“It’s really polarizing how coyotes are perceived,” he said. “You either love ’em or you hate ’em. There’s not a lot of in between. People want to get rid of them all or people want to save them all. That’s disturbing to me. There’s a healthy balance between that.”
The coyote management plan proposed by Maguranis also outlines an educational strategy for the town.
Maguranis, who is the Massachusetts representative for the nonprofit Project Coyote, has already implemented an extensive outreach program. In his role as Belmont’s animal control officer, he spends time walking around town talking with residents about coyotes, and gives frequent talks on the subject.
The educational component of the plan includes teaching residents how to keep themselves and their pets safe, how to keep coyotes out of their yards, and how to haze coyotes correctly.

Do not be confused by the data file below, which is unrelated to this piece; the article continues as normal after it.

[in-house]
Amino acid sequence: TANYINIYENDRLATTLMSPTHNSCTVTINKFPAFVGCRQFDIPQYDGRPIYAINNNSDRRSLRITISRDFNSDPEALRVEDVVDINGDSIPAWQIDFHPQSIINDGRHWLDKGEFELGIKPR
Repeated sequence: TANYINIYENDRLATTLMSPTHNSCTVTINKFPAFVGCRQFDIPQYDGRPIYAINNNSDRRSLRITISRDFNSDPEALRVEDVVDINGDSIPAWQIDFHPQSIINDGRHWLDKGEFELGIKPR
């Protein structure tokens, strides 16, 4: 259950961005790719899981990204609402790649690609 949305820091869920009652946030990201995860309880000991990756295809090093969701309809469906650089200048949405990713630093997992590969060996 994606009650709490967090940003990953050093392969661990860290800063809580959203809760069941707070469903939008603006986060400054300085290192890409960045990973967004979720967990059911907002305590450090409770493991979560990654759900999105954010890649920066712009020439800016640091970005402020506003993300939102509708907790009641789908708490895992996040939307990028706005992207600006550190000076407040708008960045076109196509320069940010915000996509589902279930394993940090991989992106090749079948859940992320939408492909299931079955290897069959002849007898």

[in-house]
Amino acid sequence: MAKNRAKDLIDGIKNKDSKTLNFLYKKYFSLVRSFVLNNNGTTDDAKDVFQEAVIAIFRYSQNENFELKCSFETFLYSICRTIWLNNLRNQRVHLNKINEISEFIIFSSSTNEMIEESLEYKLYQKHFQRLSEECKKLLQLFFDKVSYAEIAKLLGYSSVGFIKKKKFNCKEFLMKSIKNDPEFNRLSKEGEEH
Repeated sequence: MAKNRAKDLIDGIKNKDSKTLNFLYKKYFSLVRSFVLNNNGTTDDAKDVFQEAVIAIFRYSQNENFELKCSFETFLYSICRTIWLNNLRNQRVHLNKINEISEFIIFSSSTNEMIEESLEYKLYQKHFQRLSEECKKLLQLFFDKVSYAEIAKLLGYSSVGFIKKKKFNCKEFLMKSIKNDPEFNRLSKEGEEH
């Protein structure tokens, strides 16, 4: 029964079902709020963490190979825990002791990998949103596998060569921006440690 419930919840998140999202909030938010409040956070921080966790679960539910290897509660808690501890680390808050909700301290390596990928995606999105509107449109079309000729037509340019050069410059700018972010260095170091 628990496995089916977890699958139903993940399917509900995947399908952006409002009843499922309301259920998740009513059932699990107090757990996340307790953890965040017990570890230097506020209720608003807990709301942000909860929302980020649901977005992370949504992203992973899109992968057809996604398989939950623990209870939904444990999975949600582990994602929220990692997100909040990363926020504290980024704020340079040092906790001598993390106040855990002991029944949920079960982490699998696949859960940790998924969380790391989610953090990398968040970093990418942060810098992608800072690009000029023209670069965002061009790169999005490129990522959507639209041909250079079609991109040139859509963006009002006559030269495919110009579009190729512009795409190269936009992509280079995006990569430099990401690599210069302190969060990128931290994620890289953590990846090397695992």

Training on hazing techniques will be offered for free to residents in areas where coyotes have been seen. Maguranis also said he is willing to do one-on-one training, and, if a resident calls when they see a coyote, he will demonstrate proper hazing techniques on the animal.
“It’s very effective when somebody sees it done. They’re skeptical. A lot of people see these animals and they’re big and they get afraid,” he said. “When they see me walk out, the coyote says, ‘Uh oh, big bad John is here,’ and takes off running, people say, ‘He’s right.’ . . . Knowledge conquers fear.”
MassWildlife does not have a specific position on hazing teams, but has always encouraged education and hazing as ways to deal with urban coyotes.
Belmont’s plan does not rule out killing problem animals.
“If a coyote was sick, had rabies, was completely aggressive, attacking people — the citizens of Belmont can rest assured that it would be put down,” Maguranis said.
Evan Allen can be reached at email@example.com.